seen? This chubby delicately patterned sea hare is seasonally
common on our Northern shores, among seagrasses. Sometimes large numbers
are seen, at other times, not at all. It is also known as Paraplysia
8-12cm. Body large, heavy and smooth. With two pairs of tentacles:
one pair of oral tentacles forming flap at the front of the body.
When compared with sea hares of the genus Aplysia, sea hares
of the genus Syphonota have relatively small rhinophores which
are close together and situated further back from the head almost
between the long 'wings' or parapodia. When submerged, these wings
are held high. It is said that they can swim with their parapodia.
olive or yellowish greenish with tiny white spots forming patterns
Often found half buried in the sand, but sometimes crawling in the
open, especially near sunrise or at night. It lays long tangles of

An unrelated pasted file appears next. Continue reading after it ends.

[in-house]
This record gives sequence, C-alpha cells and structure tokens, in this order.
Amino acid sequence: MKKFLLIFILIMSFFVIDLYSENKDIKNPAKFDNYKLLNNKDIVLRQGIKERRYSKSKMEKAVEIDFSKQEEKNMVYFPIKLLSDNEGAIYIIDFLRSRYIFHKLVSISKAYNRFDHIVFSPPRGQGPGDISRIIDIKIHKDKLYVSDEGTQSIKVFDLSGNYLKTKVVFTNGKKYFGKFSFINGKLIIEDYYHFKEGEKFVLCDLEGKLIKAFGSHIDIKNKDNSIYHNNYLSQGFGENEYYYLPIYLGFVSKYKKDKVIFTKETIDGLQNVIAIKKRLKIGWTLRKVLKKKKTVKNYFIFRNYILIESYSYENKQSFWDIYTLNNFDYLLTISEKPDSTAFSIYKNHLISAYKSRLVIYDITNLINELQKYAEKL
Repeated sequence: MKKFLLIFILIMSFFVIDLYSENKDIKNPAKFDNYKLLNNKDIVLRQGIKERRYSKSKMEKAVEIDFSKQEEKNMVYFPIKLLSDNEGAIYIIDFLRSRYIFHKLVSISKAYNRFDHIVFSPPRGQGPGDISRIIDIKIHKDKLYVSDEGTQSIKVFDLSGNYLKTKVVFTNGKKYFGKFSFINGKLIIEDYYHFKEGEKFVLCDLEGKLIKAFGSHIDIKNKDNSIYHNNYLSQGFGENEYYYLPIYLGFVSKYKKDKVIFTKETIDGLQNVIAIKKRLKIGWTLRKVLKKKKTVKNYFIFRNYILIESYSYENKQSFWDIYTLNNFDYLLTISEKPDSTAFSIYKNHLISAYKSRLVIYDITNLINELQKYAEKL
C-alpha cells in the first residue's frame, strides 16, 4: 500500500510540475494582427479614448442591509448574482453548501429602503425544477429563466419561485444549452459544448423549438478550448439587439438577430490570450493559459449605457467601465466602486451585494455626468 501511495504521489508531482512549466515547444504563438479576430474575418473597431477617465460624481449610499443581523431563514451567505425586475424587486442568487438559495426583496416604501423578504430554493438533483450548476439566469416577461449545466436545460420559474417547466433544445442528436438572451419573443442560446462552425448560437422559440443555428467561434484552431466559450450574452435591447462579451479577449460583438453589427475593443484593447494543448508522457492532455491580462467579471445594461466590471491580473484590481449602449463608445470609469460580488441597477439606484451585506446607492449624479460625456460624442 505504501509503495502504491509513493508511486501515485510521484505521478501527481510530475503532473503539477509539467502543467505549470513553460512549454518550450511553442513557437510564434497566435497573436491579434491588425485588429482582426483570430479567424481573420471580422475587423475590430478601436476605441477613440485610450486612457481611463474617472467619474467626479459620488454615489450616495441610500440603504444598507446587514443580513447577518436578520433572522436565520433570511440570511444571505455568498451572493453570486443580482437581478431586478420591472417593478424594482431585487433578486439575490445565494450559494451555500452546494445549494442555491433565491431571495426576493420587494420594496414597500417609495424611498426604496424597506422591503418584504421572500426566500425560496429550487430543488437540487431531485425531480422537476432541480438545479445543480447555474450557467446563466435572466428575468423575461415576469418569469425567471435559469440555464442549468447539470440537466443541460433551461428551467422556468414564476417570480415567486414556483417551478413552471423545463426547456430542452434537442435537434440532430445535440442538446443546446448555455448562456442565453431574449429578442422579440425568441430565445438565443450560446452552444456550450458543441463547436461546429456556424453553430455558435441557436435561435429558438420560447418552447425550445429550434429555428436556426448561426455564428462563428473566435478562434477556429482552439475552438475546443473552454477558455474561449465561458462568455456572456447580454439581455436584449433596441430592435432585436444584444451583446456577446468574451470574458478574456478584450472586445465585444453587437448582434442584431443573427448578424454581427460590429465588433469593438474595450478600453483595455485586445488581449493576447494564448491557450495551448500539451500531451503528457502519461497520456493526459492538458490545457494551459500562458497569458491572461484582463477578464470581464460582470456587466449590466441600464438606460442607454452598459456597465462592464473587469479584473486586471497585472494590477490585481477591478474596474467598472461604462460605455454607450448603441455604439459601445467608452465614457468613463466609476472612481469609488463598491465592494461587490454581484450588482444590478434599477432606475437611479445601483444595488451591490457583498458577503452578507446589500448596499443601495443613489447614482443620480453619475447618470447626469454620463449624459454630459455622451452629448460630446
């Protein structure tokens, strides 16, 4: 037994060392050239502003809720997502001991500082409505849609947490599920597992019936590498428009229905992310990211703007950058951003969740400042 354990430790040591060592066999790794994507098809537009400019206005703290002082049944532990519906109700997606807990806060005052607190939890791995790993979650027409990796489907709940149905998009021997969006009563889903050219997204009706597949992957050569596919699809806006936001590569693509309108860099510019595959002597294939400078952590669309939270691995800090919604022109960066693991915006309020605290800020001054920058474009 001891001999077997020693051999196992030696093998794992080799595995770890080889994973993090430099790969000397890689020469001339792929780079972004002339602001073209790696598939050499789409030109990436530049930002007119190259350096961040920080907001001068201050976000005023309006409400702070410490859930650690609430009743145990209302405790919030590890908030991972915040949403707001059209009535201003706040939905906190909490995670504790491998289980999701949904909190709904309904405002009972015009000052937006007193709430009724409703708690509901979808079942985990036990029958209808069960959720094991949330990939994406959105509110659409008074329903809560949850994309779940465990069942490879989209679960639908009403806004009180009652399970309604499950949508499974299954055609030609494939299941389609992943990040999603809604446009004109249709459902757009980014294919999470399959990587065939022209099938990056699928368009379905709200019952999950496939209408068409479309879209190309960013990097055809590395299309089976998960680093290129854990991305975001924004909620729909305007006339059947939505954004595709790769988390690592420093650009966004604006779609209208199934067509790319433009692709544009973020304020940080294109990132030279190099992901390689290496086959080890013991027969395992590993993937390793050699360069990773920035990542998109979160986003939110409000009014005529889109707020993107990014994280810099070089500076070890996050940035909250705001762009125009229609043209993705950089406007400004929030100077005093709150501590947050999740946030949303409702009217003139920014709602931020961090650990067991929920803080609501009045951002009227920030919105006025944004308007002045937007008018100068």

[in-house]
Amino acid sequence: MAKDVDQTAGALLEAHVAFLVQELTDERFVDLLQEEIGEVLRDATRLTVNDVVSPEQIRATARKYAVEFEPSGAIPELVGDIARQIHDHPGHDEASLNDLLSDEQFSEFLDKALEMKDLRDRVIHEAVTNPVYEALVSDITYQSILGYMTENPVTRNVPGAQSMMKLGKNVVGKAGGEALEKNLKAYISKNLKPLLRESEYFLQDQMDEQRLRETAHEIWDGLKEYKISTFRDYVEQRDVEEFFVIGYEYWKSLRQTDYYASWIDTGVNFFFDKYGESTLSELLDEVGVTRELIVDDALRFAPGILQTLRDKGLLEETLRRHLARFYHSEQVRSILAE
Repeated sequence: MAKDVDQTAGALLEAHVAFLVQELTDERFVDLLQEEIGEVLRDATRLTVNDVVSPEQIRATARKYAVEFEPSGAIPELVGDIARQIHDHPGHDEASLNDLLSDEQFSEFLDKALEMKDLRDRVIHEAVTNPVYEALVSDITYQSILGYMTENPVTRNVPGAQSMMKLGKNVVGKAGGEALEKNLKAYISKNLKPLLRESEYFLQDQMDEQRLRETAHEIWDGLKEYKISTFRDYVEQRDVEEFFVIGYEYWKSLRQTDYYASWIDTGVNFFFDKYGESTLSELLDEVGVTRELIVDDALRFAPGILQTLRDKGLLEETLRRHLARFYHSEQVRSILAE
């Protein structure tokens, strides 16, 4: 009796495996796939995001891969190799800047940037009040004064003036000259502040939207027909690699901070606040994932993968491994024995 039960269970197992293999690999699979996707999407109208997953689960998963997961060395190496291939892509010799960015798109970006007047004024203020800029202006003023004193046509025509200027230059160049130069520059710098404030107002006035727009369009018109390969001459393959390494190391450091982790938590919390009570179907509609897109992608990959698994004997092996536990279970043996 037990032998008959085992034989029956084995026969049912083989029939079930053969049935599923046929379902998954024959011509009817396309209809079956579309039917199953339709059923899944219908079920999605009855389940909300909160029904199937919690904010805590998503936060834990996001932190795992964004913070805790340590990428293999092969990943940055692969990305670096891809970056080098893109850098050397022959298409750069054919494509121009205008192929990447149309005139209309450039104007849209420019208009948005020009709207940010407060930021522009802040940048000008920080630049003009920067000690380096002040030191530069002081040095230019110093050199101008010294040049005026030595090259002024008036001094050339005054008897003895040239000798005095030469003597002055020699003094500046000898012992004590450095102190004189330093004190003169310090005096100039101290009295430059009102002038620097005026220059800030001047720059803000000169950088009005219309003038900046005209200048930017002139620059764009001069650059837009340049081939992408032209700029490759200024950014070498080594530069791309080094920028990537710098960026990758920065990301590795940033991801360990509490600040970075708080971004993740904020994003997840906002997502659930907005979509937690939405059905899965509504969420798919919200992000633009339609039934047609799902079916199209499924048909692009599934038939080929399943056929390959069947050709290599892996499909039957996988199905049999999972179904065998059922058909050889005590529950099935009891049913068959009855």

pink egg strings among seaweeds and seagrasses.
What does it eat? It is believed
to feed on brown seaweeds, but in our observations, these animals
seem more abundant during blooms of the green sea
lettuce seaweed (Ulva sp.).
Changi, Jun 05
Tiny rhinophores near one another,
held between parapodia.
Changi, Jun 05
Changi, Apr 12
Changi, Jun 07
sea hares on Singapore shores
East Coast Park, May 16
Photo shared by Ywee Chieh on facebook.
Tuas, Mar 15
Photo shared by Loh Kok Sheng on his blog.
shared by Neo Mei Lin on her
Cyrene Reef, Nov 11
- Tan Siong
Kiat and Henrietta P. M. Woo, 2010 Preliminary
Checklist of The Molluscs of Singapore (pdf), Raffles
Museum of Biodiversity Research, National University of Singapore.
Neville. 2001. 1001
Nudibranchs: Catalogue of Indo-Pacific Sea Slugs. Neville
Coleman's Underwater Geographic Pty Ltd, Australia.144pp.
- Humann, Paul
and Ned Deloach. 2010. Reef
Creature Identification: Tropical Pacific New World Publications.
Terrence M., David W. Behrens and Gary C. Williams. 1996. Coral
Reef Animals of the Indo-Pacific: Animal life from Africa to Hawaii
exclusive of the vertebrates Sea Challengers. 314pp.